"Idol": The good, the bland and the buoyantly bizarre

Hey, these "American Idol" judges should make up their minds.

They keep telling contestants to choose the right song and make it their own. Tonight, Nick Mitchell did all of that.

He chose exactly the song for him -- the big, broad, over-the-top show tune, "And I Am Telling You." He made it his own, so much so that I doubt anyone will want it back.

The judges shrugged, mostly, but let's give Mitchell credit. To do what he does -- a sort of parody of every oversized performance -- takes the right moves. He chose beautifully. The singing was a D; the rest of the performance was a solid A.

Here are some of my other comments: Please add yours:

1) It will be interesting to see Allison Iraheta and Alexis Grace in the next round. Both are teens who make good use of red hair dye. Both sing with a big, confident sound. The only difference is that Grace (who advanced last week) can also talk; Iraheta seemed confused by that prospect.

2) It was a chaotic night for right arms. Jesse Landseth's right arm was bare, her left was covered. Megan Joy Corkrey's right was wildly deorated in full-color tatoos; her left was unadorned.

3) Still, the night's best limbs, right or left, belonged to Janine Vaile. Her legs received so much praise that I thought they were going to get their own phone-in number.

4) Both Landseth and Corkrey are appealing talents, but I think they finished just short of the night's top three.

5) It also would have been nice to see Matt Breitzke in the final 12. This guy -- a beefy welder and a dad -- would be a neat match for Michael Sarver, who's already in the final 12.

6) My own should-and-will are identical. The three people I'm rooting for are also the ones I feel will make it: Iraheta will be the top female. Adam Lambert -- who seems sort of like Zach Efron's scary Goth cousin -- will be the top male. Kris Allen, a sleeper with a strong voice and boyish good looks, will finish third. We'll see.


The Oscars -- a fun time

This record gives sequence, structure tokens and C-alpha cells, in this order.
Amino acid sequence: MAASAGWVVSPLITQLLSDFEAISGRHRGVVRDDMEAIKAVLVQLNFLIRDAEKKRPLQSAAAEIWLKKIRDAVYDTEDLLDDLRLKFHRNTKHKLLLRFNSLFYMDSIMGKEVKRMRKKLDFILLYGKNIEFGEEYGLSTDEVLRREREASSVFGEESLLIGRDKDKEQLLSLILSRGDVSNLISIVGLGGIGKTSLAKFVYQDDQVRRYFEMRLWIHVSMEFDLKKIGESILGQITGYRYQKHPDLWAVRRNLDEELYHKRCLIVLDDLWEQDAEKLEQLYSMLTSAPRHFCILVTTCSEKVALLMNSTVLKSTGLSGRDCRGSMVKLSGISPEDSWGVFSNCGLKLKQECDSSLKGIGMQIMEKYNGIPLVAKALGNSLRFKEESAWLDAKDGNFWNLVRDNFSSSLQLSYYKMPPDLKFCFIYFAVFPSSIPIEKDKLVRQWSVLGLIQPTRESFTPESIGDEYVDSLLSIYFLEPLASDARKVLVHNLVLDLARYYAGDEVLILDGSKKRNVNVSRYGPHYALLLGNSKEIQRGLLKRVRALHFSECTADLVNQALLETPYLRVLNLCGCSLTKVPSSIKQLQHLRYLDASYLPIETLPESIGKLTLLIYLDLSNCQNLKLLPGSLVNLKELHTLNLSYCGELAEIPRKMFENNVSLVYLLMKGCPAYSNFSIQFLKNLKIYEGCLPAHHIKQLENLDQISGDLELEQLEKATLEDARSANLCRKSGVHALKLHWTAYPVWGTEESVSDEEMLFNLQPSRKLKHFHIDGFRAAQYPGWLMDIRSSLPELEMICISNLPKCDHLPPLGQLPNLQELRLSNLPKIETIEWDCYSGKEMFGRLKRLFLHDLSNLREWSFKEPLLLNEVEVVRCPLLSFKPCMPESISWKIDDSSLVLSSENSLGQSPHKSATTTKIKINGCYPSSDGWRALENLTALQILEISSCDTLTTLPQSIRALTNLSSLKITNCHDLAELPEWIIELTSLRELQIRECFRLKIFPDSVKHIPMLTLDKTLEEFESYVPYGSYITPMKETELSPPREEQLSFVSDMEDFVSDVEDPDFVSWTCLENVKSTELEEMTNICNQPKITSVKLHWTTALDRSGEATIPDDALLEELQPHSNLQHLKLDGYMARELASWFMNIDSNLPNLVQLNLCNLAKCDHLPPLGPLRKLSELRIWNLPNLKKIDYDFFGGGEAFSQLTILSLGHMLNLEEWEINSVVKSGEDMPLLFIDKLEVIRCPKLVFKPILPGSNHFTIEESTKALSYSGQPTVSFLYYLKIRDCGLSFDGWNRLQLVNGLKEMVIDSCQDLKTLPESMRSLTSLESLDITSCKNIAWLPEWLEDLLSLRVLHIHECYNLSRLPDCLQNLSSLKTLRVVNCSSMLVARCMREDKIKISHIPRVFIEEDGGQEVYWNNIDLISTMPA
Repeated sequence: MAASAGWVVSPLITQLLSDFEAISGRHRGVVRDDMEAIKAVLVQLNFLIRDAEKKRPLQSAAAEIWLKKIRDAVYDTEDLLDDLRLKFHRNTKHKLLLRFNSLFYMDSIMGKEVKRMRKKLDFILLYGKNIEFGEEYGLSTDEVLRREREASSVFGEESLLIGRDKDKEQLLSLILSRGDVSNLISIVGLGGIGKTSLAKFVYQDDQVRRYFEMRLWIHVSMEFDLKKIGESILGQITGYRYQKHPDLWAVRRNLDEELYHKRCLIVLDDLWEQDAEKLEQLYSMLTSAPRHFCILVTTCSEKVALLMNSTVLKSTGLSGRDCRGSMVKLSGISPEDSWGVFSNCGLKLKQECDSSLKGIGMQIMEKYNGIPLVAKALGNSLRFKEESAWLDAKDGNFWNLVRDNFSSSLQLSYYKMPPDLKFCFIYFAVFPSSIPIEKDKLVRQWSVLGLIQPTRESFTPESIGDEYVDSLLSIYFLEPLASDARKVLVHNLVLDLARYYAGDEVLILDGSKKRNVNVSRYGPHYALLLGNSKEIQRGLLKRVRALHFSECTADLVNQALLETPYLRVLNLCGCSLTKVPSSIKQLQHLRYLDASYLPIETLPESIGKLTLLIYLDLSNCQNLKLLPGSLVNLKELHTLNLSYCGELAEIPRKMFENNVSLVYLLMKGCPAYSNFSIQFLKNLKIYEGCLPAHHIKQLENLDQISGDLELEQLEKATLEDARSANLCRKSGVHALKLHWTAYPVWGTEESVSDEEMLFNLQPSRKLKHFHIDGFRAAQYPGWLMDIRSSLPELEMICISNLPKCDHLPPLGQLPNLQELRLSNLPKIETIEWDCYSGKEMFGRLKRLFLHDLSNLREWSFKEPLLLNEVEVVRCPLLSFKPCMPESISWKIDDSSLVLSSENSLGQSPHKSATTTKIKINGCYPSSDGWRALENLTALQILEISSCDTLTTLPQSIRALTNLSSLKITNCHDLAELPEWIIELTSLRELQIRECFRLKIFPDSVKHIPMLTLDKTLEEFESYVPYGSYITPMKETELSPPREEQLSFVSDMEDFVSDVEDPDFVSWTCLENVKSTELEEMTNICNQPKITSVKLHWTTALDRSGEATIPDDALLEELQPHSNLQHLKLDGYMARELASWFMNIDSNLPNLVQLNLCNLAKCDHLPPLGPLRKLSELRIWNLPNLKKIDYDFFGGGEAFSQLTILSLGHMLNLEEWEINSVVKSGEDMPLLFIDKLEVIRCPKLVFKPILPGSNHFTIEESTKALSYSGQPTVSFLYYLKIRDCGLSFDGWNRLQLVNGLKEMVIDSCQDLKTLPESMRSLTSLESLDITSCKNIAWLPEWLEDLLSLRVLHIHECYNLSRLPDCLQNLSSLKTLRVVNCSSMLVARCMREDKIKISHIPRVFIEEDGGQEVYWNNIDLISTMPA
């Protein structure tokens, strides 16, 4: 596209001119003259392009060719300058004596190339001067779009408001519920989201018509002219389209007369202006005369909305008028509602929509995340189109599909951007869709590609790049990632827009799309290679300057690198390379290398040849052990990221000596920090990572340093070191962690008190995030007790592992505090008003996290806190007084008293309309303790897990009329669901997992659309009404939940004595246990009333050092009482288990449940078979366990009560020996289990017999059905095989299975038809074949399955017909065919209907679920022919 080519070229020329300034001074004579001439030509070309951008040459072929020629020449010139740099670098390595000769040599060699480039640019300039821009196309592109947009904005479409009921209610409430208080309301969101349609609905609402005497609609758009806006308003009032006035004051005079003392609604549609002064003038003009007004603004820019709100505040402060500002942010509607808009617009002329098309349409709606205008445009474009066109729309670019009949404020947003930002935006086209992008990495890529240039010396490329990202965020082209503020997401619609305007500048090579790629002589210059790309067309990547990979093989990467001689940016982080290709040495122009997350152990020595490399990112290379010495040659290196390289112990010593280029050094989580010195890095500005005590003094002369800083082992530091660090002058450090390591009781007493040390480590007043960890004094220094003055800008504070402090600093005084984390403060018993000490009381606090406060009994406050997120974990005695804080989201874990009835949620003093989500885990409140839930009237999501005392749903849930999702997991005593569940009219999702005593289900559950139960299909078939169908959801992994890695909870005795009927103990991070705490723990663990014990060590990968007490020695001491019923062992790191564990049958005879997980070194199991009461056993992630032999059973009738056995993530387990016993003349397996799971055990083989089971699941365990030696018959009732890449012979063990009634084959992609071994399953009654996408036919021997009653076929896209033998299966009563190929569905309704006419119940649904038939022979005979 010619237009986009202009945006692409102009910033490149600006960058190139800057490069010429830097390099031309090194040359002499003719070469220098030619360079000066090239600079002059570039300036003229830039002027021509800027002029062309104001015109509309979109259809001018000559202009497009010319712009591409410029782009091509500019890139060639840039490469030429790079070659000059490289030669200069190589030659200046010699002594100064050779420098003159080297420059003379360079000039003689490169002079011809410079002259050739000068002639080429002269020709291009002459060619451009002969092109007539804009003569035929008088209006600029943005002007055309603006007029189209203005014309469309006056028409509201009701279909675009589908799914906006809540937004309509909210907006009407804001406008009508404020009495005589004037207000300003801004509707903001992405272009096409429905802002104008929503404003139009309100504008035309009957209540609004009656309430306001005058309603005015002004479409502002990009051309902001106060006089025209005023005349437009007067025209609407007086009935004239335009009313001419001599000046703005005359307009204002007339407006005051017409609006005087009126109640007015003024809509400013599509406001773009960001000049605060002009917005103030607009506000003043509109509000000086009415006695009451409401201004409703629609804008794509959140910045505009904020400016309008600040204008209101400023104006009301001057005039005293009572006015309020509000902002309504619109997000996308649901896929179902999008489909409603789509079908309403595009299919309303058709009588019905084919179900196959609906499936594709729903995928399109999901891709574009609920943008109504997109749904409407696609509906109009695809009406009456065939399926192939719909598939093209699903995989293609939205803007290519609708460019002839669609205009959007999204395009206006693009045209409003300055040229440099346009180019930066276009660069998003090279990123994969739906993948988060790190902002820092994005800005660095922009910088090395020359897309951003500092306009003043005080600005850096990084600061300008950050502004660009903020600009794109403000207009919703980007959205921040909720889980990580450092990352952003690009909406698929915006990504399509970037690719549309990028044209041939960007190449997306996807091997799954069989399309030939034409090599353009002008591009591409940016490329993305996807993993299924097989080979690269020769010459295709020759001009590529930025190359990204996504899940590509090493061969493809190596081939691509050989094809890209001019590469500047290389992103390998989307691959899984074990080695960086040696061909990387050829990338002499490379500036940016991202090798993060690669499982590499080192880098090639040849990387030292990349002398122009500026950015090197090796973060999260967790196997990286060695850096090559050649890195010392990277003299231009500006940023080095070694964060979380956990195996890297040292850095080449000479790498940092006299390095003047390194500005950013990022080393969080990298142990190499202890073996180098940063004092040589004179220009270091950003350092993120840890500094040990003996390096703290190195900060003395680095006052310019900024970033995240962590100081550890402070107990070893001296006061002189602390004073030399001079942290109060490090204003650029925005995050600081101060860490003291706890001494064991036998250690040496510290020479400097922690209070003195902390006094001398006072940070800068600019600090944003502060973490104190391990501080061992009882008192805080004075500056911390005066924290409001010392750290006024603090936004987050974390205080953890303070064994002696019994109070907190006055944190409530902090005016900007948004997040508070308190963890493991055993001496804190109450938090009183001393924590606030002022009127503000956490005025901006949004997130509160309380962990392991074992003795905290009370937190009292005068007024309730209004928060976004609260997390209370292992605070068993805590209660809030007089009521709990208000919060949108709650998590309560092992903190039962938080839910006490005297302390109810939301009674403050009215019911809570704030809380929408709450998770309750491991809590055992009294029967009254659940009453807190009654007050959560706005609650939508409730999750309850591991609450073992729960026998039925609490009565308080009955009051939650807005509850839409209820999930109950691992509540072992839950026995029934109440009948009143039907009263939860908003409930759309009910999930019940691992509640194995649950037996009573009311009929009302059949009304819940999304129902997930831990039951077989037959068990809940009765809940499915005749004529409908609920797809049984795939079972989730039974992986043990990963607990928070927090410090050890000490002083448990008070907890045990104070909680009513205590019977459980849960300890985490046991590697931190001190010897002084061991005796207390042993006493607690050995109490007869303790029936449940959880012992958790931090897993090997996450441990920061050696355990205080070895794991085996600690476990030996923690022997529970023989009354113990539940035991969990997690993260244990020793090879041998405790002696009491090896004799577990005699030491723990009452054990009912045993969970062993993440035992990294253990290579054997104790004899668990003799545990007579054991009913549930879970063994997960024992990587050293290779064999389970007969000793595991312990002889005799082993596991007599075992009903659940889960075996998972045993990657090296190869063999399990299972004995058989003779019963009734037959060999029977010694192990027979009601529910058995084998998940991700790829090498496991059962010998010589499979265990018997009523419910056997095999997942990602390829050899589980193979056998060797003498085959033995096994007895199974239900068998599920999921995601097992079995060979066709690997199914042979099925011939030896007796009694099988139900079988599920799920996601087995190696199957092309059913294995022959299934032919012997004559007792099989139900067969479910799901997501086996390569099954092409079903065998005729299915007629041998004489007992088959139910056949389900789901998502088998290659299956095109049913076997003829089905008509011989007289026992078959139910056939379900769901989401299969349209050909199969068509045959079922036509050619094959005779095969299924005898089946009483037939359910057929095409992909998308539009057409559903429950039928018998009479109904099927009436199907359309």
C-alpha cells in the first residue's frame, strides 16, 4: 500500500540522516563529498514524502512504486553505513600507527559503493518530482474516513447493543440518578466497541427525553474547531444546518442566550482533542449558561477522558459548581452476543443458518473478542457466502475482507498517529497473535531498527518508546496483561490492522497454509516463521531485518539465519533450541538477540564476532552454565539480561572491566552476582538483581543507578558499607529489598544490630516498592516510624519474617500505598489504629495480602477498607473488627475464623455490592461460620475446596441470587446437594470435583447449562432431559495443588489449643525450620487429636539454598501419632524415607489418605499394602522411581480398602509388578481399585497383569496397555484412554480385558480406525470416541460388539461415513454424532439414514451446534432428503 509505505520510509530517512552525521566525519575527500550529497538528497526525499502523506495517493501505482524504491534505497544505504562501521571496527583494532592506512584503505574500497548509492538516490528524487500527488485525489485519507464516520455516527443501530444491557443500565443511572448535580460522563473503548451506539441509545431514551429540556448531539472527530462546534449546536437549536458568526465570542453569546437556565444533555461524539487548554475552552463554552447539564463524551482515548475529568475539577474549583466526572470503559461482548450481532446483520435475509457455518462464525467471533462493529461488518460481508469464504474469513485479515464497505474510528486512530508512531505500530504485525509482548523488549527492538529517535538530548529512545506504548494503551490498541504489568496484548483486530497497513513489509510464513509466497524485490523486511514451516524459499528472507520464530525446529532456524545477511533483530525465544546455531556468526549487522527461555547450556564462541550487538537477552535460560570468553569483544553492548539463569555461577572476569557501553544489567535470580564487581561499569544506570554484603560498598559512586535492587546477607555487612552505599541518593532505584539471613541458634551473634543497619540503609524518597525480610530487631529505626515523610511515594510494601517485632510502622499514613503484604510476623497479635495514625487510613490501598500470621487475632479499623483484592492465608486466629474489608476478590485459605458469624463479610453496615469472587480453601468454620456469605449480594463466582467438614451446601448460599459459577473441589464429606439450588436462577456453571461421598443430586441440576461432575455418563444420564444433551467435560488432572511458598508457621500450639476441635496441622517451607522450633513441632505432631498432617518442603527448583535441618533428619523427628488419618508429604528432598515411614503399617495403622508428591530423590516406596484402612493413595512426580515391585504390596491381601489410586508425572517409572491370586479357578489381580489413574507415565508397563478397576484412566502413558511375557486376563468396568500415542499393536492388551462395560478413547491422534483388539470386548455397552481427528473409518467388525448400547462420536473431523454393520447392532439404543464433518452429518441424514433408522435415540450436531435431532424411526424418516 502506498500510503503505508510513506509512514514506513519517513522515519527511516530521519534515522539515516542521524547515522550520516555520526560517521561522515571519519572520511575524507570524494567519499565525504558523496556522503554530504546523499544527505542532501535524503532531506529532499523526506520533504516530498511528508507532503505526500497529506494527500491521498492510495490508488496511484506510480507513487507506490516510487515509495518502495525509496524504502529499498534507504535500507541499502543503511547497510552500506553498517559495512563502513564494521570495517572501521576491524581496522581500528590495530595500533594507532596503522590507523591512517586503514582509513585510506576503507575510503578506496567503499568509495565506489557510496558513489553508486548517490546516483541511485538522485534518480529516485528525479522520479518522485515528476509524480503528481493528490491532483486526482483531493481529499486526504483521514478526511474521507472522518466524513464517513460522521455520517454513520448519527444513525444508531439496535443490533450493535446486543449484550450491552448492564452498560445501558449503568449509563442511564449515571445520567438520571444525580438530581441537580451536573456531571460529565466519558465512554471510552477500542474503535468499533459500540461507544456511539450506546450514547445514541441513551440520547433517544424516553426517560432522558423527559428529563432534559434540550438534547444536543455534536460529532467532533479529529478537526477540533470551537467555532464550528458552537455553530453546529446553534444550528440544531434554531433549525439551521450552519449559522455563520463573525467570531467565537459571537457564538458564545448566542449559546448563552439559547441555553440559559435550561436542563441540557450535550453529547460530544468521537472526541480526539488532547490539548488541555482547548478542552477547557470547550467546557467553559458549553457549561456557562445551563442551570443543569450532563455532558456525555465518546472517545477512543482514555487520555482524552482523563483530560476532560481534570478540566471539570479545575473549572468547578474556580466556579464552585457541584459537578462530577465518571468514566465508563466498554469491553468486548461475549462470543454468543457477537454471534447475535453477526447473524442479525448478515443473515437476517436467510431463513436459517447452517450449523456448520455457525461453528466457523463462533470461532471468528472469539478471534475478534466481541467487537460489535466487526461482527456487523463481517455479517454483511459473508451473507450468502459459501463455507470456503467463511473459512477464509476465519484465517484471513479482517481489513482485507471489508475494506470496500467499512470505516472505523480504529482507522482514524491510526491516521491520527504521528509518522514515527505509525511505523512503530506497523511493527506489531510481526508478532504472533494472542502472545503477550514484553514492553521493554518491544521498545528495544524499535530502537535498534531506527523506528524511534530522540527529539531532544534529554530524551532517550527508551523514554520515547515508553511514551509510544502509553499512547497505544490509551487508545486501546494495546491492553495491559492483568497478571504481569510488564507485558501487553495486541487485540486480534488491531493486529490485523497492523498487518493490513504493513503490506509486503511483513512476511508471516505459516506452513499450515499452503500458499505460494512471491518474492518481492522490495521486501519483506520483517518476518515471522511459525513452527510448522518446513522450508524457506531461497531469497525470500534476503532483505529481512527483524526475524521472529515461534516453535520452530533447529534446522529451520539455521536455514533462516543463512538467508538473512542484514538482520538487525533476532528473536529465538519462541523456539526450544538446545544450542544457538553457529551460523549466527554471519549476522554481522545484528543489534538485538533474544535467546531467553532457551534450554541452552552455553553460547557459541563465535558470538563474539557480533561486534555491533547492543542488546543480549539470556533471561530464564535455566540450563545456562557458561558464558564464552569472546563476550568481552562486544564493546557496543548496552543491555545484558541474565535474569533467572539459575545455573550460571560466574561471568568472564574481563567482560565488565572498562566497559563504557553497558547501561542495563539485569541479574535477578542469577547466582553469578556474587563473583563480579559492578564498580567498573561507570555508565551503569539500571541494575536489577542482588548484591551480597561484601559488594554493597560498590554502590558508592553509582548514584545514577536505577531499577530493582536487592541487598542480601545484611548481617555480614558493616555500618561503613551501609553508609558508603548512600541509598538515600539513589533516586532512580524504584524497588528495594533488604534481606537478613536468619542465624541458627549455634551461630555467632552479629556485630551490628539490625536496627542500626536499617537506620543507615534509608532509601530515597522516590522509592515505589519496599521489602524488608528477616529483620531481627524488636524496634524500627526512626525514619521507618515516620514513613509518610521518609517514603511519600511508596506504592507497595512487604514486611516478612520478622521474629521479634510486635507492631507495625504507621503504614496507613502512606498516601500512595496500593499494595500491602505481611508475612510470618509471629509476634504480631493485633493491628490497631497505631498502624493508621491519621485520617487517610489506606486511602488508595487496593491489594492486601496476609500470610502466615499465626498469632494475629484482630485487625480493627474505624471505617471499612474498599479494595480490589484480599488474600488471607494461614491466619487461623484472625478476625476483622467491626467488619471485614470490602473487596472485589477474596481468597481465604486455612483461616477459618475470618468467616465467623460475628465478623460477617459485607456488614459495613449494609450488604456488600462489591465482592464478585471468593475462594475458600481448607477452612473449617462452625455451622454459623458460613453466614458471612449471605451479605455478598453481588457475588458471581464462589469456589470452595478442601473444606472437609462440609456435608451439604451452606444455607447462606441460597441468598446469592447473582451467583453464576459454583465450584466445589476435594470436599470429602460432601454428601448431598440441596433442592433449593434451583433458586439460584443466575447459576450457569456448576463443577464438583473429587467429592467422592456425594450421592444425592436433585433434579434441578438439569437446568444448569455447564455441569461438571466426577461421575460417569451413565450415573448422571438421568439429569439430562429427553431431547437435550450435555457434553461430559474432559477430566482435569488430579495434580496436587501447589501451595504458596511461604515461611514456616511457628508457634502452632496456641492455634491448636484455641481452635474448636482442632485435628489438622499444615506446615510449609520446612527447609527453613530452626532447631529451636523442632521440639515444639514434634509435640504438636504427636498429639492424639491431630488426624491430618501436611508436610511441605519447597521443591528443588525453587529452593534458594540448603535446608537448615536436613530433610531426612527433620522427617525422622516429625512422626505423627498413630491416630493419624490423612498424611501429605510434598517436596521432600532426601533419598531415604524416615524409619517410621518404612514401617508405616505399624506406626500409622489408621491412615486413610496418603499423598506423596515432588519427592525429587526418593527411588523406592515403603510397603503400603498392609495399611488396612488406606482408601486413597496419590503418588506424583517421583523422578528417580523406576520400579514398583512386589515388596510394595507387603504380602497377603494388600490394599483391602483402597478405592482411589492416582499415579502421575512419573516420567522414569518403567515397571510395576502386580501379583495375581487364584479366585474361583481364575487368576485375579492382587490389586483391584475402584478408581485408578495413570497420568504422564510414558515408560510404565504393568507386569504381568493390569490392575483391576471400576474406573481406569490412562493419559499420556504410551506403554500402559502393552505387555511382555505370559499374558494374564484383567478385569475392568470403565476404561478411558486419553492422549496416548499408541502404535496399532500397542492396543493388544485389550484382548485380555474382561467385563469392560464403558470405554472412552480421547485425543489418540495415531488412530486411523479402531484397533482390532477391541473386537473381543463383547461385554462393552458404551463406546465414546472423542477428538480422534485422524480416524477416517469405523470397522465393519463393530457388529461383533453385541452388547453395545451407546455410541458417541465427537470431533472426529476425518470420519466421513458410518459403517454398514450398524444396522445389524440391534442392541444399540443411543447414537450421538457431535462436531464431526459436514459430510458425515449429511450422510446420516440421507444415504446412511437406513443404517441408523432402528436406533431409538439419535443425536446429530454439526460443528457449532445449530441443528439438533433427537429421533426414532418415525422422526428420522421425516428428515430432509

It's been a fun night, watching the Academy Awards. Here are some of my comments, as the show goes on:

-- Good news: Baz Luhrmann created that spectacular number, celebrating the return of the movie musical. Luhrmann's touch -- in "Moulin Rouge," "Romeo and Juliet," "Australia" and more -- is masterful. This was a grand moment.

-- Bad news: Five presenters for one awards? That's approximately four too many.

-- Good: Hugh Jackman can really deliver a song, including the clever ones written about the best-movie nominees. That may have been the best song ever to use the word "excrement."

-- Bad: Forget the music and Jackman may have had the fewest jokes of any host in modern Oscar history.

-- Good: Fortunately, lots of other people made jokes. The bit by Steve Martin and Tina Fey was one of the best ever.

-- Bad: Martin wasn't the host. He should be, every year.

-- Good: The "Slumdog Millionaire" songs were beautifully presented. Great dancing and choreographer, in a limited space.

-- The bad: Lots of dull acceptance speeches. Don't these people think about it in advance?

-- The good: An occasional great speech. It was wonderful to hear the guy talk about growing up in Utah, then moving to the more-open world of San Francisco. Now he's written an Oscar-winning script about Harvey Milk, who helped spur the gay-rights movement.

-- The bad: Kate Winslet, a great actress, is still a so-so speech-giver. After her two bad Golden Globe speeches, I had her on my no-more-awards list. I rescinded that because of the brilliance of her performance in "The Reader"; she was better this time, but I might put her back on the list.

-- The good: For Michigan people, it's good to know that Andrea Meditch, the new MSU faculty member, had a weekend sweep. "Man on Wire" -- she was one of the six producers -- was named best documentary at the Oscars and at the Independent Spirit awards. That's a pretty good weekend.

-- The great: Hey, Robert De Niro really is a funny guy. His speech about Sean Penn (like De Niro, a great actor) was delightful.

-- Also: There was a lot of talk about Mickey Rourke winning best-actor. Penn won and included a little Rourke tribute. I didn't see these two films, but any victory by Penn is a good thing.